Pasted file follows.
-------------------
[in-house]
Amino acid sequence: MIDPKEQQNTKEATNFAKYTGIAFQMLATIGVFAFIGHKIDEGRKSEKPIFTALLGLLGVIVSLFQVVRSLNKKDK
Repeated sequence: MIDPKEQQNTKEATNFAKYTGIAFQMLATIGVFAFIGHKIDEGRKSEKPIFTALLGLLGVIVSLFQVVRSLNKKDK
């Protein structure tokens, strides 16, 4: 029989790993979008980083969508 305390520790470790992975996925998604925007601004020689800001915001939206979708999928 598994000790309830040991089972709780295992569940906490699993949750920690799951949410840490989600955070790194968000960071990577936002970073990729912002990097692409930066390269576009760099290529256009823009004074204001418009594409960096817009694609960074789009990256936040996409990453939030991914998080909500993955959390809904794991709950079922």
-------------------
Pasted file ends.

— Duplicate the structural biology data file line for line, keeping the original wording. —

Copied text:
[in-house]
Amino acid sequence: MIDPKEQQNTKEATNFAKYTGIAFQMLATIGVFAFIGHKIDEGRKSEKPIFTALLGLLGVIVSLFQVVRSLNKKDK
Repeated sequence: MIDPKEQQNTKEATNFAKYTGIAFQMLATIGVFAFIGHKIDEGRKSEKPIFTALLGLLGVIVSLFQVVRSLNKKDK
């Protein structure tokens, strides 16, 4: 029989790993979008980083969508 305390520790470790992975996925998604925007601004020689800001915001939206979708999928 598994000790309830040991089972709780295992569940906490699993949750920690799951949410840490989600955070790194968000960071990577936002970073990729912002990097692409930066390269576009760099290529256009823009004074204001418009594409960096817009694609960074789009990256936040996409990453939030991914998080909500993955959390809904794991709950079922």